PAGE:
Sirius, Liberty could do WorldSpace dealNEW YORK (Reuters) - Sirius XM Radio Inc (SIRI.O: Quote, Profile, Research, Stock Buzz) could team up with Liberty Media Corp (LINTA.O: Quote, Profile, Research, Stock Buzz) to take its satellite radio offerings global through a partnership with WorldSpace Inc (WRSPQ.PK: Quote, Profile, Research, Stock Buzz), Chief Executive Mel Karmazin said on Monday.
"We understand that Liberty has expressed an interest in WorldSpace," Karmazin said at the Reuters Global Media Summit in New York.
But if a partnership with Liberty does come about, Sirius would not invest any money, he added.
"We would put our expertise and experience in the pot and Liberty would put their money in the pot," Karmazin said.
Liberty Media, controlled by cable pioneer John Malone, rescued Sirius from a possible bankruptcy filing earlier this year with a loan of $520 million. In return, Liberty secured a 40 percent equity stake in the company.
Through a subsidiary, Liberty Media has also bought up the debt of WorldSpace recently, leading to speculation that Malone would seek to combine Sirius and WorldSpace. Most of WorldSpace satellite radio's subscribers are in Asia and Africa.
"So one would think that if Liberty were to do something there that they would want as strategic partner somebody who has successfully done satellite radio in 5 percent of the world," Karmazin said.
Such a partnership could involve Sirius bringing its relationships with car makers and expertise in building satellite radio gear to WorldSpace's operations, he added.
(Reporting by Anupreeta Das and Yinka Adegoke; Editing by Tiffany Wu and Richard Chang)
Posted by: Alexei Oreskovic
It’s been five years since Sirius lured shock jock Howard Stern to satellite radio with a $500 million contract. Whether Stern can re-up with a similar deal when his contract expires at the end of next year is anyone’s guess, but it ought to be entertaining. Sirius XM CEO Mel Karmazin is preparing himself for negotiations with the self-proclaimed King of All Media.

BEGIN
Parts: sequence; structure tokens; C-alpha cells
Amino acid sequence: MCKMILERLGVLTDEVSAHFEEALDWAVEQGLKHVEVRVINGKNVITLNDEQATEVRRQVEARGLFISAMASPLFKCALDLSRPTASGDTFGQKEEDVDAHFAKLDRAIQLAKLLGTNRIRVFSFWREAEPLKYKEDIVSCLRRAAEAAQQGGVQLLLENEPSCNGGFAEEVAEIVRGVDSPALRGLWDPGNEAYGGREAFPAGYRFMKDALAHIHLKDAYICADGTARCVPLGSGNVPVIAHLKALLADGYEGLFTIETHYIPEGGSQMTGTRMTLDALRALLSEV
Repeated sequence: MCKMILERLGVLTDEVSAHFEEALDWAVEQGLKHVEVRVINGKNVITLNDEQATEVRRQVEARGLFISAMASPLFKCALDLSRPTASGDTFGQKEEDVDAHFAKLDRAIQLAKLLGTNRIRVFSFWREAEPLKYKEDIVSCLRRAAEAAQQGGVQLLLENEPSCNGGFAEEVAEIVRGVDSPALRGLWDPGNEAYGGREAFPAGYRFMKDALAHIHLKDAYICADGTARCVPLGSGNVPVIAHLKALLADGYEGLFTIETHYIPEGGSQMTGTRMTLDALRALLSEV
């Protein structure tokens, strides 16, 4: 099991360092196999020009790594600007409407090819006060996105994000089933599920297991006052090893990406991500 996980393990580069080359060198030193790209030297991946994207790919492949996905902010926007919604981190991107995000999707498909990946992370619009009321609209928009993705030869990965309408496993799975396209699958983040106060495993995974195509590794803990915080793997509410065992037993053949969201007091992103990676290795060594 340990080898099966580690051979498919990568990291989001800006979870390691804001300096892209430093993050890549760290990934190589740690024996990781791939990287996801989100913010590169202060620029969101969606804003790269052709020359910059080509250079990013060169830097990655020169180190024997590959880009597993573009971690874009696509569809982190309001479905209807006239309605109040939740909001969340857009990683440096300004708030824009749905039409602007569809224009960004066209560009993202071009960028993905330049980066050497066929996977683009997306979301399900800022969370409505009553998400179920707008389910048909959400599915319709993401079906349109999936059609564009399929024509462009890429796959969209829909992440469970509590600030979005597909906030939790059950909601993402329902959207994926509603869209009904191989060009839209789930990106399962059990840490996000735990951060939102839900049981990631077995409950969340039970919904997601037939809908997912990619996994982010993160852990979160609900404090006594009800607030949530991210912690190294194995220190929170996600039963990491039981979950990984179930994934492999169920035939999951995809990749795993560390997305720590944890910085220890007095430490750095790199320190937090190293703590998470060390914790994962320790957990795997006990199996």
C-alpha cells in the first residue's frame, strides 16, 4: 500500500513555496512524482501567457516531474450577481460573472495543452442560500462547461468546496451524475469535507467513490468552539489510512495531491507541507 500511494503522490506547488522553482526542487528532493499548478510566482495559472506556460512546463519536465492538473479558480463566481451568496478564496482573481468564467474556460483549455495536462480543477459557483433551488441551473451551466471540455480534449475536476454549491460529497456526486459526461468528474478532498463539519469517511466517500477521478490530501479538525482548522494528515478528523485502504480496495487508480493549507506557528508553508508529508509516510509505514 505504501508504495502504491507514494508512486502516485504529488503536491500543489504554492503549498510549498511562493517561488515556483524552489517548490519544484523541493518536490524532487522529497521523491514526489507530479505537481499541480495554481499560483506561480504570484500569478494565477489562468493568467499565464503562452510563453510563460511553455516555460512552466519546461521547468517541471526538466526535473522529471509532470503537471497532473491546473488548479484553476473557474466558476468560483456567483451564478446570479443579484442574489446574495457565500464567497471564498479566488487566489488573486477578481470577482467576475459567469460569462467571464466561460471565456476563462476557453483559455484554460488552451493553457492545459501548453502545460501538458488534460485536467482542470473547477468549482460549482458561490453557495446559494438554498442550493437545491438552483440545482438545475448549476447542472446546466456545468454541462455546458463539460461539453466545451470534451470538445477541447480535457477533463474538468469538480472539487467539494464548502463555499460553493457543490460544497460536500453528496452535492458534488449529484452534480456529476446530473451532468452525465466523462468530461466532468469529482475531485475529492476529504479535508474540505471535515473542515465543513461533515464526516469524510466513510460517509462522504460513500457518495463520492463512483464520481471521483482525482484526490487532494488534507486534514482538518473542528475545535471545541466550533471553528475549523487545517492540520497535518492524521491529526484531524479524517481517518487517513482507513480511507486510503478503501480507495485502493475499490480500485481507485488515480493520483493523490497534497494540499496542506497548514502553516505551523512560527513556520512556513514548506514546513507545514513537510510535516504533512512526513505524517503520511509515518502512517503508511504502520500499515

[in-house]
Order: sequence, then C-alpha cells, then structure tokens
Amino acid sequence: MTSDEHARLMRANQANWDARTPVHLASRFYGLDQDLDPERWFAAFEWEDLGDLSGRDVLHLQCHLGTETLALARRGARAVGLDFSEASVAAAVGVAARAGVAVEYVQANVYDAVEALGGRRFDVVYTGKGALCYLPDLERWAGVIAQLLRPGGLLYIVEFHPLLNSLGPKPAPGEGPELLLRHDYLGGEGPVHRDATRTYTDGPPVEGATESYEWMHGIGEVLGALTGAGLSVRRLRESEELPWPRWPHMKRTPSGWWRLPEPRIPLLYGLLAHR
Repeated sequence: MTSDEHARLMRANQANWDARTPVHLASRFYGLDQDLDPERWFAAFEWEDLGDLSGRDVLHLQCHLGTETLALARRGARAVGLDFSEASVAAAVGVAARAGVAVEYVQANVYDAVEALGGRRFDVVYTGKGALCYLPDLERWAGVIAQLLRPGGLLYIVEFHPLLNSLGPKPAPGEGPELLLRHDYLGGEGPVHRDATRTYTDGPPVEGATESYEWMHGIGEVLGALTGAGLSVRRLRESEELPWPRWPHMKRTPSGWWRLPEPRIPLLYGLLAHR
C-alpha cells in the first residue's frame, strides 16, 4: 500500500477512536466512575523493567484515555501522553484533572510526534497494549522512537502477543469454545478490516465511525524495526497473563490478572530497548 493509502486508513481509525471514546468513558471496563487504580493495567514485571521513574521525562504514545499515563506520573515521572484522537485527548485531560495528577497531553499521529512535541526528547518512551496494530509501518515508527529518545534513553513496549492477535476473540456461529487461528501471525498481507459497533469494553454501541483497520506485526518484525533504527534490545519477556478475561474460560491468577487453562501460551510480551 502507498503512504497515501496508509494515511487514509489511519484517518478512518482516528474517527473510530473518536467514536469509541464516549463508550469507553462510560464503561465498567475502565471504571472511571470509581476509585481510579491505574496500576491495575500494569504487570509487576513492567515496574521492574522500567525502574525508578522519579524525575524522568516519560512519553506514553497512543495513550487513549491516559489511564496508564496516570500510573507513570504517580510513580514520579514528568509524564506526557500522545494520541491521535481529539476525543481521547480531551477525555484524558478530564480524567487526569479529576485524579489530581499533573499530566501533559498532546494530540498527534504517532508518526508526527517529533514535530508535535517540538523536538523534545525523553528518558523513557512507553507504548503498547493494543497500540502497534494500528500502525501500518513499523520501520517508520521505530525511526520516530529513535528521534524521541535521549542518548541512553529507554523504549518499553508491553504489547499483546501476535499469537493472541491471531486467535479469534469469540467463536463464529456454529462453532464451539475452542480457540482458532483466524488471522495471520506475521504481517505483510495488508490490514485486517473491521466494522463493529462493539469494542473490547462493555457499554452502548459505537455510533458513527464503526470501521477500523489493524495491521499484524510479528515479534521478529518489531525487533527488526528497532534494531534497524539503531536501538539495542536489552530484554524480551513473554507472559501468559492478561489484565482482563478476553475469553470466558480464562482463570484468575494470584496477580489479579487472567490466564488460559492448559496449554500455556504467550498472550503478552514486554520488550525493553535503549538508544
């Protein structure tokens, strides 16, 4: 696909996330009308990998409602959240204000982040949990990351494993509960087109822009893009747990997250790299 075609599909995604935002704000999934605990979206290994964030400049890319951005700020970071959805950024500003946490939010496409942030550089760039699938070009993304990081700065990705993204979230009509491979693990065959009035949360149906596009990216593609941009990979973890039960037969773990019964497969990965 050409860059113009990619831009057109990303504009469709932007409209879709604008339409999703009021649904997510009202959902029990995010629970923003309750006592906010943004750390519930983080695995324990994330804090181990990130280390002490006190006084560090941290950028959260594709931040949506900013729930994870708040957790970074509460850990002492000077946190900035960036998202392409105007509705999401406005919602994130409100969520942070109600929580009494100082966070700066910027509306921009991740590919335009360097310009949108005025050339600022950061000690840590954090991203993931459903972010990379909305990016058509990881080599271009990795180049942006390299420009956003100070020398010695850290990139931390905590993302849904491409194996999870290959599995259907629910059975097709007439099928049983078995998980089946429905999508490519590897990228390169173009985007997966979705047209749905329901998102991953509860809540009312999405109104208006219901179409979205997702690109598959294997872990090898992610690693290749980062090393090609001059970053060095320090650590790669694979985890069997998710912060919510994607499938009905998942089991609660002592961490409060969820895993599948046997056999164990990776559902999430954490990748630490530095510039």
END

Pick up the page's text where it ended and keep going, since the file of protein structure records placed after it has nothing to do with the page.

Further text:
In a meeting with reporters at the Reuters Media Summit on Monday, Karmazin gave us a thumbnail sketch of his version of “The Art of the Deal.”
“I could tell you, it will start with Howard feeling that he is working too hard and doing too many shows and not making enough money. Our side would say, ‘We want you to do more, and get less money,’” Karmazin said.
“That would be how we would go into the room once the time came to go into the room. And the hope would be that we would come out with Howard staying with our service,” he said.
Karmazin praised Stern as “a talent like no other in radio,” but would not say whether such a talent was still worth a half billion dollars.
“You have to now assume that the negotiations are at a stage where everything is in print, so if I were to say, yes, we got every penny’s worth, Howard would come in with that piece of paper and say ‘See? I sold myself too cheap,’” he said.
Stern is one of the biggest draws of Sirius XM’s satellite radio service, which counts 18.5 million subscribers. His decision to exit FM radio for Sirius in 2004 is credited with establishing satellite radio as an established form of media, though some analysts have also noted that high-priced contracts like Stern’s contributed to financial woes that pushed Sirius to the brink of bankruptcy earlier this year.
Stern is not the only big personality whom Karmazin may face at the bargaining table; Oprah Winfrey’s contract for her Sirius talk show ends in 2011. While Karmazin said he has not yet had talks with Oprah, he said that satellite radio could become a more valuable promotional tool for Oprah once she quits her broadcast TV show.
Asked whether Oprah or Stern was the tougher negotiator, Karmazin said both previously got the best of him.
“I’ll tell you who was the worst negotiator: It was always Mel because they got all that money from me.”